In the first decade and a bit of Putin’s leadership, between 2000 and 2012, limited attention was paid to what, if anything, constituted Putinism as a set of ideas and, perhaps, as an ideology. There were some attempts to analyze the role of ideas in Russian politics in the
-era Kremlinology. As Anders Aslund writes, ‘The increasing opacity of Russian politics has opened a window of opportunity for Kremlinology to make a comeback.’
Often, this neo-Kremlinology focuses on the person of Russian president Vladimir Putin. As Kirk Bennett observes, ‘In the study of post
Is there such a thing as Putinism? Can his name be associated with a distinctive political practice and ideology to merit the addition of the ‘ism’ suffix? Or is Putin just another transactional rather than transformational leader? 1 What does it take to become an ‘ism’? Bonapartism has gained a
On 18 March 2018, Vladimir Putin was elected for his fourth term as president of the Russian Federation. Despite the lowest-key election campaign in recent memory, he won an overwhelming victory, with 76.7 percent of the vote, on a turnout of 67.6 percent. Having been the central
2017 made a notable rupture to this development. The geographical scope and the age profile of protesters in the rallies – the majority of them were under 25 – appeared to be unprecedented in comparison to 2011–12 protests.
It seems that Putinʼs fourth presidential term will happen in the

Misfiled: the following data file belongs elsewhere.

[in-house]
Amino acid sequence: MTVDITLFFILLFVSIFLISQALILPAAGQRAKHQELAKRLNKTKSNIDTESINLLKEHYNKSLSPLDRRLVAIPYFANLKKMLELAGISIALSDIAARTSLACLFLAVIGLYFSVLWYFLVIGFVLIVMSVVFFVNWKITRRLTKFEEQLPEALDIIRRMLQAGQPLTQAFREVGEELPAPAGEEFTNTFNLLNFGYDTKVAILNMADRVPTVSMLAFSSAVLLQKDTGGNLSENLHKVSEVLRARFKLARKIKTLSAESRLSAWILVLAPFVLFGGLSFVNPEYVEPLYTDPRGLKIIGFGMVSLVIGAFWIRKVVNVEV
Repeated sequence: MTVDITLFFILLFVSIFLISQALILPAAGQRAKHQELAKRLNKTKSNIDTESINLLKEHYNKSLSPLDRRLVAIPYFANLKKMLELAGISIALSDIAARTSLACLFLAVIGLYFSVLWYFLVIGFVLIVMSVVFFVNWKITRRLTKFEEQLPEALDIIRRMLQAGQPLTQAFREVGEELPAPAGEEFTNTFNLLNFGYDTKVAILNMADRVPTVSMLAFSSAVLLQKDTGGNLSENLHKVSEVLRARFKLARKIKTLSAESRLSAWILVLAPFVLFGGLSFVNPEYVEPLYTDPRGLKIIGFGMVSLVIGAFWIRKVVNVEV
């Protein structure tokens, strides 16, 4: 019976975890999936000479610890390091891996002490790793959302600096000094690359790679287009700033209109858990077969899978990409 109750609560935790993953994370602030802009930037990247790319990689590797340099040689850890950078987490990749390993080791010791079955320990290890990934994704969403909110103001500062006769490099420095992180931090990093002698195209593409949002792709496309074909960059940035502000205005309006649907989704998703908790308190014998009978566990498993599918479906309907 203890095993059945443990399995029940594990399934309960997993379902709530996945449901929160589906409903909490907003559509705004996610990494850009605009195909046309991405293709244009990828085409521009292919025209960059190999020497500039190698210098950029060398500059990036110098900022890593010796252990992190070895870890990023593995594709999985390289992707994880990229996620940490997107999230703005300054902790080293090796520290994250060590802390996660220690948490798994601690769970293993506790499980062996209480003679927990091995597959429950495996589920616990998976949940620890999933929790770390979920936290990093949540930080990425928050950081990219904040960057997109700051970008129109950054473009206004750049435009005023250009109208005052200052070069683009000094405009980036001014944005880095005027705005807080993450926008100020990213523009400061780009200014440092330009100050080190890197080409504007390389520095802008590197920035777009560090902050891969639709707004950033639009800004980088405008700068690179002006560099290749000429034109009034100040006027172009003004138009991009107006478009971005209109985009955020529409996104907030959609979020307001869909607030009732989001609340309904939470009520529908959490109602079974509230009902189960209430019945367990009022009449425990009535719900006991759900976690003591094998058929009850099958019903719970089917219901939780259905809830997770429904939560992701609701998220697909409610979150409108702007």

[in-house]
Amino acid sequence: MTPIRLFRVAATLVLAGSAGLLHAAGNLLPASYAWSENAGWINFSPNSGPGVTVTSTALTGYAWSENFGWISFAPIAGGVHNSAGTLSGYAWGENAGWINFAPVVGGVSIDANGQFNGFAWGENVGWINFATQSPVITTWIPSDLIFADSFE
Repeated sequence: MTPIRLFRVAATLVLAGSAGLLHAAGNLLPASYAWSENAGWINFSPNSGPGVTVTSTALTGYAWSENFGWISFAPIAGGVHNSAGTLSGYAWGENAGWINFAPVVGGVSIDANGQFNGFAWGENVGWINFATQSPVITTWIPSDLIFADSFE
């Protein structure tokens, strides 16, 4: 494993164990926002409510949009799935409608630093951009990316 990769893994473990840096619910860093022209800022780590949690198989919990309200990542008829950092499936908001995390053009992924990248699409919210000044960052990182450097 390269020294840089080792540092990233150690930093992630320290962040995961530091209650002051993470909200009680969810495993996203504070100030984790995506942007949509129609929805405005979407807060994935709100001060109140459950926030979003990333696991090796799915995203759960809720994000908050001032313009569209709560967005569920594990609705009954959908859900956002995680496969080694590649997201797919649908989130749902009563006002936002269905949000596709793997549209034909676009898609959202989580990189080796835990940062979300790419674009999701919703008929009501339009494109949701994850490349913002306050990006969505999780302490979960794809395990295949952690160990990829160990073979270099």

There is a myth that political regime of Vladimir Putin has a large and sustainable public support. That myth is being cultivated and widely spread. Many decisions in Russian domestic and international policy are justified by it. And a vast number of people take it seriously
The opposition tried to apply the issue of responsibility to the current President, but they did not receive much support. Judging by the data obtained by Levada Center, the masses understand the issue of Putin’s responsibility differently. In the year of 2017 the main responses to the question “Does
economic system. Åslund is a long-standing, respected scholar of Russia. In this book, he offer an in-depth analysis of the origins and workings of Russia’s political and economic system under Putin. His book incorporates a range of important perspective including Western and Russian view. His analysis and
Gerechtigkeit in Russland – wie fügt sich das zusammen? Die Sowjetunion galt den Dissidenten als Unrechtsstaat; „normale“ Bürger sahen das Versprechen auf Gleichheit und Gerechtigkeit nicht eingelöst. Bezog die Perestrojka Michail Gorbacevs ihre ungeheure Dynamik also auch aus der Forderung, neben der Freiheit mehr Gerechtigkeit herzustellen? Warum gelang es Vladimir Putin, Einheit und Staatlichkeit als zentrale Ziele seiner Politik zu definieren, statt Gerechtigkeitsprobleme zu lösen? Grund genug also, den Zerfall der UdSSR unter dem Blickwinkel von Gerechtigkeit sowie die Usurpation der Gerechtigkeitsidee durch die politische Macht im post-sozialistischen Russland zu analysieren.
The collapse of the Soviet Union in 1991 brought widespread confidence in the West that a democratic regime would become established in the successor countries, and especially in Russia, and that Russia would now join the Atlantic world in a comity of nations. Instead as Putin replaced Yeltsin